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The Swiss army knife of reflection tools

August 11, 2021

How are you with birthdays? I ask because, at the time of writing, I’ve got one coming up next week. For me, birthdays are a naturally reflective time, a good prompt to stop and check you’re happy with the path you’re on. They’re like the life equivalent of the annual work appraisal. Look back, take stock, look forwards was the structure I used to teach staff about appraisals when I was in my training role.

Holidays serve a similar purpose. Stepping away from the day to day brings new perspectives and with them, the idea of other possibilities. We’re reminded of a slower pace of life, one where relaxing with people and activities we love takes priority. At times like these, who hasn’t pondered the feasibility of abandoning your desk and moving to the coast!?

This sort of a nudge coupled with the ‘new term, new start’ feeling of September just around the corner, means people often feel restless as the summer holiday season draws to a close. But it’s not always easy to put your finger on what you want to change.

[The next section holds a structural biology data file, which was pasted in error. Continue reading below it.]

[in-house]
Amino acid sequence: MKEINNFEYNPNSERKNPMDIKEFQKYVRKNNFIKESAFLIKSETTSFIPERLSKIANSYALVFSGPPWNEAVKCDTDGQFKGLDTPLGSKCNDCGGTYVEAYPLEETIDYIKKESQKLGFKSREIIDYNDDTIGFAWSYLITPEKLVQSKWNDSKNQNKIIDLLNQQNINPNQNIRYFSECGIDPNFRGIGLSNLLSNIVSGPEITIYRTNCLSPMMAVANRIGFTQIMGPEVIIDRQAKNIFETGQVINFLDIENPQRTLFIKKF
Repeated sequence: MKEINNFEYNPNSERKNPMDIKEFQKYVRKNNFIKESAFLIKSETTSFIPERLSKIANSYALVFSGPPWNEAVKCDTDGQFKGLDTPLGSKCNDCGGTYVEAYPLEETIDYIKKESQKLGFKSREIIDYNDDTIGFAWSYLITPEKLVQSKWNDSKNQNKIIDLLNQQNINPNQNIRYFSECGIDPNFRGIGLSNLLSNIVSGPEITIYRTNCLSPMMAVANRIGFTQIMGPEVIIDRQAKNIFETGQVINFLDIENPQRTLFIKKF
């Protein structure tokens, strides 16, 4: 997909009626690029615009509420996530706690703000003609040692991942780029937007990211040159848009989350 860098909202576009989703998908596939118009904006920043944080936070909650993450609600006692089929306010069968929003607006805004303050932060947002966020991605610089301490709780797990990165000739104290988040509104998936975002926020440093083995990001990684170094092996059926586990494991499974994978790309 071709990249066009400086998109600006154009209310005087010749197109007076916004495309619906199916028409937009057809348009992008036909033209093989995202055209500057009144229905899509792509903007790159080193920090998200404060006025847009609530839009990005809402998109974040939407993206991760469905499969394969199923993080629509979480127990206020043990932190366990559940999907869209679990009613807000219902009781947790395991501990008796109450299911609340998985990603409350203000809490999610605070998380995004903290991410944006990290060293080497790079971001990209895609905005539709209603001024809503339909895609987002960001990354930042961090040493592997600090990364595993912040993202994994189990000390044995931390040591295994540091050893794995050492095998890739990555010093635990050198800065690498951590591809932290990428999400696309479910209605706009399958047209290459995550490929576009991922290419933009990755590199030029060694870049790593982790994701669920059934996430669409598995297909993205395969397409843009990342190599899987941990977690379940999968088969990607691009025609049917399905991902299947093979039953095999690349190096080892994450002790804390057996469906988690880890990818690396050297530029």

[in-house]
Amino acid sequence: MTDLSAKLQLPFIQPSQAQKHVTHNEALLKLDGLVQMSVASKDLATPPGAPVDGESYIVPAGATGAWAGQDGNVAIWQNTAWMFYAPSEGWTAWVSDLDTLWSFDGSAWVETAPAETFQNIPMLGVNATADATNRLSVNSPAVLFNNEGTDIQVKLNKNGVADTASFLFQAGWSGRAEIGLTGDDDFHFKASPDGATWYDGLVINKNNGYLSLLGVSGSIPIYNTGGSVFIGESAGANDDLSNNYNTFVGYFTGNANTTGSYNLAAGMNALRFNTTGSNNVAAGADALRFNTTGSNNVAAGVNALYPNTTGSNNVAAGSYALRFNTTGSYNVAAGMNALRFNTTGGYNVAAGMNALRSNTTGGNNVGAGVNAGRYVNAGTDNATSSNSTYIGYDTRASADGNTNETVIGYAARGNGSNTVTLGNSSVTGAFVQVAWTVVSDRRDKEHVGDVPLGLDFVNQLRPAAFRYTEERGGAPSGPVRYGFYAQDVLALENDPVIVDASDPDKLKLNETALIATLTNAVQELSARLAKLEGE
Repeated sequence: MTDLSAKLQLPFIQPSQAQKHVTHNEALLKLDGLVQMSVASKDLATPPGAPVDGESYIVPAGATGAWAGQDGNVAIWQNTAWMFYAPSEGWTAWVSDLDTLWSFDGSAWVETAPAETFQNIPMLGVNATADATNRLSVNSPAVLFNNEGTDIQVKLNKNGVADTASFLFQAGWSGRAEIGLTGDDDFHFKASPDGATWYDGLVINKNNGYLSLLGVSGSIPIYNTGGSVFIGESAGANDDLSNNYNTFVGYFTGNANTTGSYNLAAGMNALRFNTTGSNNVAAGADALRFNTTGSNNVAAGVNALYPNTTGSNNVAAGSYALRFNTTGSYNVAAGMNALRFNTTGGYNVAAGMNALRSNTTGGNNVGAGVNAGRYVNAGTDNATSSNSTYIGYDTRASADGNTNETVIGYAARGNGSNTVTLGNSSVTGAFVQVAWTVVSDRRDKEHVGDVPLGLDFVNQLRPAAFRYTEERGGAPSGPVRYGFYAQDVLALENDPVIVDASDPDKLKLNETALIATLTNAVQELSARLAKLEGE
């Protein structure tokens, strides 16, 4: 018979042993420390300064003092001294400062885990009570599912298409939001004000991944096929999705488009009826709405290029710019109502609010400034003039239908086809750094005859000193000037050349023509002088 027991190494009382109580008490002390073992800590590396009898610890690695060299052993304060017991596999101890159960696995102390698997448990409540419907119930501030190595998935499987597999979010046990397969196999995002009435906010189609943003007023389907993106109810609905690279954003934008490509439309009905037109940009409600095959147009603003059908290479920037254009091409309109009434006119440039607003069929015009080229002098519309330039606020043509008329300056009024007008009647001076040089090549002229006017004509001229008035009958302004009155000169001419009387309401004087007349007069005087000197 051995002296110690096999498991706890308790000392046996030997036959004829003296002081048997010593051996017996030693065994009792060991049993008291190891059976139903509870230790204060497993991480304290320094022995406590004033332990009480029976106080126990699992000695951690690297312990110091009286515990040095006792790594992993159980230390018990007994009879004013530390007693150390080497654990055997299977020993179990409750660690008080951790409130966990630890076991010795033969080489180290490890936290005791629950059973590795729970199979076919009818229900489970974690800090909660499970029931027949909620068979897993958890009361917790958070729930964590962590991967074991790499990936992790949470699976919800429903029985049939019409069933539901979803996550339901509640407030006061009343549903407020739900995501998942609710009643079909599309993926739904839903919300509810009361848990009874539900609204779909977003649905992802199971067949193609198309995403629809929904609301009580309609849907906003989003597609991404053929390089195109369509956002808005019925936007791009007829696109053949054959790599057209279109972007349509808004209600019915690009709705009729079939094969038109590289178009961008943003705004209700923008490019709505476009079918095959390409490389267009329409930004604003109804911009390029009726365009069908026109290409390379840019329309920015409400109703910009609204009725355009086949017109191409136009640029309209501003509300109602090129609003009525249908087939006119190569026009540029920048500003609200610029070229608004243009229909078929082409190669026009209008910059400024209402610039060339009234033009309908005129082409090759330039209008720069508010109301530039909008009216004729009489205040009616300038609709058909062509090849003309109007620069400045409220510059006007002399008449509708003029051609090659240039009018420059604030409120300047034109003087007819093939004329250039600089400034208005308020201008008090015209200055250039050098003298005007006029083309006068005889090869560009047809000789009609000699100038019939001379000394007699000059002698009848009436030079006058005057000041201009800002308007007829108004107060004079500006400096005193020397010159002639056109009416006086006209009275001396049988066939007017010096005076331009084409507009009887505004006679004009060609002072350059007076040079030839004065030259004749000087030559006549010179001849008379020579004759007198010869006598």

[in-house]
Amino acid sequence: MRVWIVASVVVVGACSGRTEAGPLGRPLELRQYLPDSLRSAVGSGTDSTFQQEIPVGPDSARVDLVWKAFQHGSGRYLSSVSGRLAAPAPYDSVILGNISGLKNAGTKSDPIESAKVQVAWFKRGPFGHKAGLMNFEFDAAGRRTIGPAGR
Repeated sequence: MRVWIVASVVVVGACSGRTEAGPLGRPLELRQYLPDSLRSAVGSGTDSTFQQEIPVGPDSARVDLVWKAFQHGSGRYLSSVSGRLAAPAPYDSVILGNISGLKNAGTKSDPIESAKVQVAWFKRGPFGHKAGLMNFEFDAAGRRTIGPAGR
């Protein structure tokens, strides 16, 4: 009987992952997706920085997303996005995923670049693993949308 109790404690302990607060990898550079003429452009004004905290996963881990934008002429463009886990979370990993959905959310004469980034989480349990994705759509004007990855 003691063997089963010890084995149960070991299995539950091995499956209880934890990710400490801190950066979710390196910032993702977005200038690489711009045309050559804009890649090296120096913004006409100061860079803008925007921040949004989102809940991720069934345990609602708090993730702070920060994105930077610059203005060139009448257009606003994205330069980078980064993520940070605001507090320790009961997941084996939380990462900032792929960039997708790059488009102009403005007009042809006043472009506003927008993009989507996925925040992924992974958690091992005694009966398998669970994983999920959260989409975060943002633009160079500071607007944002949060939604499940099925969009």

Turn restless thinking into purposeful action

This is when I recommend a popular coaching exercise based on Paul Meyer’s Wheel of Life. I call it the Wheel of Anything because it’s so versatile; it’s like the Swiss army knife of reflection tools! It turns a vague sense of dissatisfaction into clear, visual pointers about what to work on.

What I love about this exercise is its adaptability. My husband and I use it at the start of each year to decide our shared priorities for the coming months. I use it to think about my health, family relationships or parenting. I’ve a version for clients who run their own business and want to reflect on the strengths they have, and the areas they might need to develop, to help them succeed. You could even use it with your kids to help them talk about their different school subjects and how they feel about them, to get beyond the blanket ‘meh’ response! 😆

Download the Wheel of Anything (you’ll also find it among my resources) and see how useful this little tool is for appraising all sorts of things. The download contains a template and instructions but email me if anything’s unclear or you’d like suggestions on how to get the most from it. I’ve included possible headings for reviewing satisfaction with your job, your health as well as life in its entirety.

I’d love to hear how you find this, especially if you customise it for a particular aspect of life. Feel free to share it with anyone who’s pondering their life at the moment.

About me

I’m Celia Clark. I’m a career development coach based in the dreaming spires of Oxford. I help you think clearly about your job, in all its ups and downs, so you can be happy and successful in your work.

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